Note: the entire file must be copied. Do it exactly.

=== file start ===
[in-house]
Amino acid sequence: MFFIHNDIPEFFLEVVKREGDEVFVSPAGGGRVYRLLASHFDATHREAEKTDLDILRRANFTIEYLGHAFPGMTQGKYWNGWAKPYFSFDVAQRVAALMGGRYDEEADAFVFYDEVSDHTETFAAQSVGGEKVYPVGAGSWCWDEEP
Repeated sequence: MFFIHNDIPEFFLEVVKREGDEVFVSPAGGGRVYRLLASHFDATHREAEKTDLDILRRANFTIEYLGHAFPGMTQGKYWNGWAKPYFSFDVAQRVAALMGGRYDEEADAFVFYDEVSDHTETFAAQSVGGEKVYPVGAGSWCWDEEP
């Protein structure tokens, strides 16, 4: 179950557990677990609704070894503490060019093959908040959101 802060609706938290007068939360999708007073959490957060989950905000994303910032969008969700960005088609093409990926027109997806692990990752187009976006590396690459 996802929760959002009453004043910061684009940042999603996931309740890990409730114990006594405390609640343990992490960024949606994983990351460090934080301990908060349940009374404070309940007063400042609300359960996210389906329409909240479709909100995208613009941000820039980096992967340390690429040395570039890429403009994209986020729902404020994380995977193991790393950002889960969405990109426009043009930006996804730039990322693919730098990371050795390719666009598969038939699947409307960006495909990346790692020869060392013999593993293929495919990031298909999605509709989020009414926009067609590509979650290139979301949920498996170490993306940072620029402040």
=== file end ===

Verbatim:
[in-house]
Amino acid sequence: MFFIHNDIPEFFLEVVKREGDEVFVSPAGGGRVYRLLASHFDATHREAEKTDLDILRRANFTIEYLGHAFPGMTQGKYWNGWAKPYFSFDVAQRVAALMGGRYDEEADAFVFYDEVSDHTETFAAQSVGGEKVYPVGAGSWCWDEEP
Repeated sequence: MFFIHNDIPEFFLEVVKREGDEVFVSPAGGGRVYRLLASHFDATHREAEKTDLDILRRANFTIEYLGHAFPGMTQGKYWNGWAKPYFSFDVAQRVAALMGGRYDEEADAFVFYDEVSDHTETFAAQSVGGEKVYPVGAGSWCWDEEP
């Protein structure tokens, strides 16, 4: 179950557990677990609704070894503490060019093959908040959101 802060609706938290007068939360999708007073959490957060989950905000994303910032969008969700960005088609093409990926027109997806692990990752187009976006590396690459 996802929760959002009453004043910061684009940042999603996931309740890990409730114990006594405390609640343990992490960024949606994983990351460090934080301990908060349940009374404070309940007063400042609300359960996210389906329409909240479709909100995208613009941000820039980096992967340390690429040395570039890429403009994209986020729902404020994380995977193991790393950002889960969405990109426009043009930006996804730039990322693919730098990371050795390719666009598969038939699947409307960006495909990346790692020869060392013999593993293929495919990031298909999605509709989020009414926009067609590509979650290139979301949920498996170490993306940072620029402040």